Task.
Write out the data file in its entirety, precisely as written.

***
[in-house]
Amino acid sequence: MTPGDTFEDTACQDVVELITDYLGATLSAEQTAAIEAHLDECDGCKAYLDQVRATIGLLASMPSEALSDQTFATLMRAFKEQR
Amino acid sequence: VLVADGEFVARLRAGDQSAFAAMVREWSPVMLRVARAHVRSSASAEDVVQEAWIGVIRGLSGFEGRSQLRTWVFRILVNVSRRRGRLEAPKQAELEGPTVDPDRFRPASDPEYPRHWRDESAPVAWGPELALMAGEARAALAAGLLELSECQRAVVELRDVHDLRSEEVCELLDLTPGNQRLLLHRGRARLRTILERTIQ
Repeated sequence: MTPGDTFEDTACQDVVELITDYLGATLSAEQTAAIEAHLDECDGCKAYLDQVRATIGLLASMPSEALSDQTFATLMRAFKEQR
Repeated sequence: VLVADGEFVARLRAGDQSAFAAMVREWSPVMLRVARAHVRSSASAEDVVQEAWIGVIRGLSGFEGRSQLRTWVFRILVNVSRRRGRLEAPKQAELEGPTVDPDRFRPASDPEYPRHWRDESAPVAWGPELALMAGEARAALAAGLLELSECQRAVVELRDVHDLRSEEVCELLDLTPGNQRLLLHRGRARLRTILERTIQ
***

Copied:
[in-house]
Amino acid sequence: MTPGDTFEDTACQDVVELITDYLGATLSAEQTAAIEAHLDECDGCKAYLDQVRATIGLLASMPSEALSDQTFATLMRAFKEQR
Amino acid sequence: VLVADGEFVARLRAGDQSAFAAMVREWSPVMLRVARAHVRSSASAEDVVQEAWIGVIRGLSGFEGRSQLRTWVFRILVNVSRRRGRLEAPKQAELEGPTVDPDRFRPASDPEYPRHWRDESAPVAWGPELALMAGEARAALAAGLLELSECQRAVVELRDVHDLRSEEVCELLDLTPGNQRLLLHRGRARLRTILERTIQ
Repeated sequence: MTPGDTFEDTACQDVVELITDYLGATLSAEQTAAIEAHLDECDGCKAYLDQVRATIGLLASMPSEALSDQTFATLMRAFKEQR
Repeated sequence: VLVADGEFVARLRAGDQSAFAAMVREWSPVMLRVARAHVRSSASAEDVVQEAWIGVIRGLSGFEGRSQLRTWVFRILVNVSRRRGRLEAPKQAELEGPTVDPDRFRPASDPEYPRHWRDESAPVAWGPELALMAGEARAALAAGLLELSECQRAVVELRDVHDLRSEEVCELLDLTPGNQRLLLHRGRARLRTILERTIQ